Going off the most accepted answer, but whose author unfortunately said modifying the PATH is "hard" - it's not at all. It's very easy. I just did it, and you can too!
Here's what to do:
Navigate to your sublime text directory in Windows Explorer and copy the full path from the path bar.
For example, I have a few development tools set up as portable applications in Dropbox, so I copied the path:
C:\Users\username\Dropbox\Programs\Sublime Text Build 3114 x64
Go to Control panel-> System-> Advanced System Settings-> Environment Variables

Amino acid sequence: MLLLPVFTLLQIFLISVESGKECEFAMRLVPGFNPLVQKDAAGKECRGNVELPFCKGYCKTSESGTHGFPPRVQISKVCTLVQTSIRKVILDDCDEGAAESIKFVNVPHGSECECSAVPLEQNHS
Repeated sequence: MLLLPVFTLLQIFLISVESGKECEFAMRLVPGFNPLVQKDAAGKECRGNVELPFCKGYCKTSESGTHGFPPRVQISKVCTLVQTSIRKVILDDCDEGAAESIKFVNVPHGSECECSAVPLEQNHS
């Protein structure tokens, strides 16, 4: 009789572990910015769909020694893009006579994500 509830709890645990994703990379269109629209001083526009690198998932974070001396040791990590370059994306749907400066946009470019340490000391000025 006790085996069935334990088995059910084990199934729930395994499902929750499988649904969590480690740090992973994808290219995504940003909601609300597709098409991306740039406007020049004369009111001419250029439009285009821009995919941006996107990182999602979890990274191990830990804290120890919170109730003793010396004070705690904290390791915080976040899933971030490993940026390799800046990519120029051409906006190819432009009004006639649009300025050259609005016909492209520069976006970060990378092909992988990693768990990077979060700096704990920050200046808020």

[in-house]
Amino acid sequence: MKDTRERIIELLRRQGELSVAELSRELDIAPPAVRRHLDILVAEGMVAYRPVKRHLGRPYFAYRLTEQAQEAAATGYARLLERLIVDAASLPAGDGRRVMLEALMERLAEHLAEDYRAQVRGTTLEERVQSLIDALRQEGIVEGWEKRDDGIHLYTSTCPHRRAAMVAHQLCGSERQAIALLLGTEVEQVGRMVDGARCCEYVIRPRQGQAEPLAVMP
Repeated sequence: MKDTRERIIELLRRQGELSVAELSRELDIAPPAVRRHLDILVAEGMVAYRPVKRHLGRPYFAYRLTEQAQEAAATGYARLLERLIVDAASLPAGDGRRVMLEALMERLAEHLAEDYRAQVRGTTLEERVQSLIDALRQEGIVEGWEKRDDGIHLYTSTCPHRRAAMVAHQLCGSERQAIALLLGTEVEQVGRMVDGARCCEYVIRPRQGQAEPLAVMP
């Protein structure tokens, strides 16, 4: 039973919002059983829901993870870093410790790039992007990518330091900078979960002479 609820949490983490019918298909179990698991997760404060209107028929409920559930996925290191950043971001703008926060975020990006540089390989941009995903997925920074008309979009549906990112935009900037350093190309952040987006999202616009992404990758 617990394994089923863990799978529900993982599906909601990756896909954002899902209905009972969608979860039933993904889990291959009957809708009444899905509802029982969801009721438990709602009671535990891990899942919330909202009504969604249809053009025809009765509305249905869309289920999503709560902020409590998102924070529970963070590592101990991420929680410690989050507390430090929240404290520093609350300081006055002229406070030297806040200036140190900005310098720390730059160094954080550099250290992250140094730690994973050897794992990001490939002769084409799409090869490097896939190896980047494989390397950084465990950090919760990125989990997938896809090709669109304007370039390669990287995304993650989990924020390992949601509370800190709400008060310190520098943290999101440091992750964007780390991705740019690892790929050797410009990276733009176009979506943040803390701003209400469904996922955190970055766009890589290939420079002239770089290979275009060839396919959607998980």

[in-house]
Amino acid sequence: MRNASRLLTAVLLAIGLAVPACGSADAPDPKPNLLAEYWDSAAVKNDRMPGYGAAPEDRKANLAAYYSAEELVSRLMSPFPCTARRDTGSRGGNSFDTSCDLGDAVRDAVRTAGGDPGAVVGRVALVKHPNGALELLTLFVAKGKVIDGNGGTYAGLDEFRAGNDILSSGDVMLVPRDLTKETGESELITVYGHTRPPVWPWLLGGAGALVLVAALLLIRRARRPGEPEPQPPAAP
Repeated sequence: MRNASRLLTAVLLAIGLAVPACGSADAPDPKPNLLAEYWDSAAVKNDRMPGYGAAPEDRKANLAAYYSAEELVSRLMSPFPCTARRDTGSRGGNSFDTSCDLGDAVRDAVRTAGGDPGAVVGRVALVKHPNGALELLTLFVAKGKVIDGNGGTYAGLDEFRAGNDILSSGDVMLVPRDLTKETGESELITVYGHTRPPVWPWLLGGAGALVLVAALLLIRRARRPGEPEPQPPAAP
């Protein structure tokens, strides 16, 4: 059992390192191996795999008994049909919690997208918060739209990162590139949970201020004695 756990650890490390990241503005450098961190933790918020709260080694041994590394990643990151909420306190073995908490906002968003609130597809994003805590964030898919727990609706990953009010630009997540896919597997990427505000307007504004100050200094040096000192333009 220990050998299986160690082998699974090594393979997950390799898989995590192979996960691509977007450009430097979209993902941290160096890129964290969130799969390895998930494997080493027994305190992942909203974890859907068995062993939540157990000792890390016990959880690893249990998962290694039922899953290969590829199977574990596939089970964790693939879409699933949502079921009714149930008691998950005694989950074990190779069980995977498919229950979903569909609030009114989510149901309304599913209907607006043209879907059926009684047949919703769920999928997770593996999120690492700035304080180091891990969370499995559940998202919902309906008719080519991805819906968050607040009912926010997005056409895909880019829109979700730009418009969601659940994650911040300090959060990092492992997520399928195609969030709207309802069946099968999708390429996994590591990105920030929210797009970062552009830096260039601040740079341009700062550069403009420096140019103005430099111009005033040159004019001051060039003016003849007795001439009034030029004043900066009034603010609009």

In the resulting window, navigate to "path" in the bottom window, highlight it and click "Edit".
In the window that appears, click "New", paste in your Sublime Text path, and click "OK".
Now open CMD or Powershell and type
Sublime Text window should open. Enjoy!
Note: I noticed someone else answered this in a similar fashion, but used a fixed location for Sublime Text. That may work for some people, but for others the directions will be erroneous. The fact is, the Sublime Text location can be anywhere on the drive, and knowing where it is and copying that particular location is one of the most important parts of assigning the PATH variable.